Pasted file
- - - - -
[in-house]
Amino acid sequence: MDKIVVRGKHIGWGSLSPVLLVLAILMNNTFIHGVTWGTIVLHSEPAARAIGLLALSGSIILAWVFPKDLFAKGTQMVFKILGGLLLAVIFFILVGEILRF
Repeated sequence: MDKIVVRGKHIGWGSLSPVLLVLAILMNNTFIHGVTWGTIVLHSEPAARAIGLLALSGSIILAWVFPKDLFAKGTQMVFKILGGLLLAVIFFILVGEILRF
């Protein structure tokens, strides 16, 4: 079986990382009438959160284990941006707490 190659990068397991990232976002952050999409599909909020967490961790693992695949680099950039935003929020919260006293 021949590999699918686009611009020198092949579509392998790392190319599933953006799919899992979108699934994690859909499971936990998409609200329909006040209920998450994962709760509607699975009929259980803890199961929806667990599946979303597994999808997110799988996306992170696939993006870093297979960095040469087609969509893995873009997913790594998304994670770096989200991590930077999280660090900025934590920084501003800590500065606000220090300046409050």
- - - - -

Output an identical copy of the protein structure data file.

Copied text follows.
[in-house]
Amino acid sequence: MDKIVVRGKHIGWGSLSPVLLVLAILMNNTFIHGVTWGTIVLHSEPAARAIGLLALSGSIILAWVFPKDLFAKGTQMVFKILGGLLLAVIFFILVGEILRF
Repeated sequence: MDKIVVRGKHIGWGSLSPVLLVLAILMNNTFIHGVTWGTIVLHSEPAARAIGLLALSGSIILAWVFPKDLFAKGTQMVFKILGGLLLAVIFFILVGEILRF
């Protein structure tokens, strides 16, 4: 079986990382009438959160284990941006707490 190659990068397991990232976002952050999409599909909020967490961790693992695949680099950039935003929020919260006293 021949590999699918686009611009020198092949579509392998790392190319599933953006799919899992979108699934994690859909499971936990998409609200329909006040209920998450994962709760509607699975009929259980803890199961929806667990599946979303597994999808997110799988996306992170696939993006870093297979960095040469087609969509893995873009997913790594998304994670770096989200991590930077999280660090900025934590920084501003800590500065606000220090300046409050």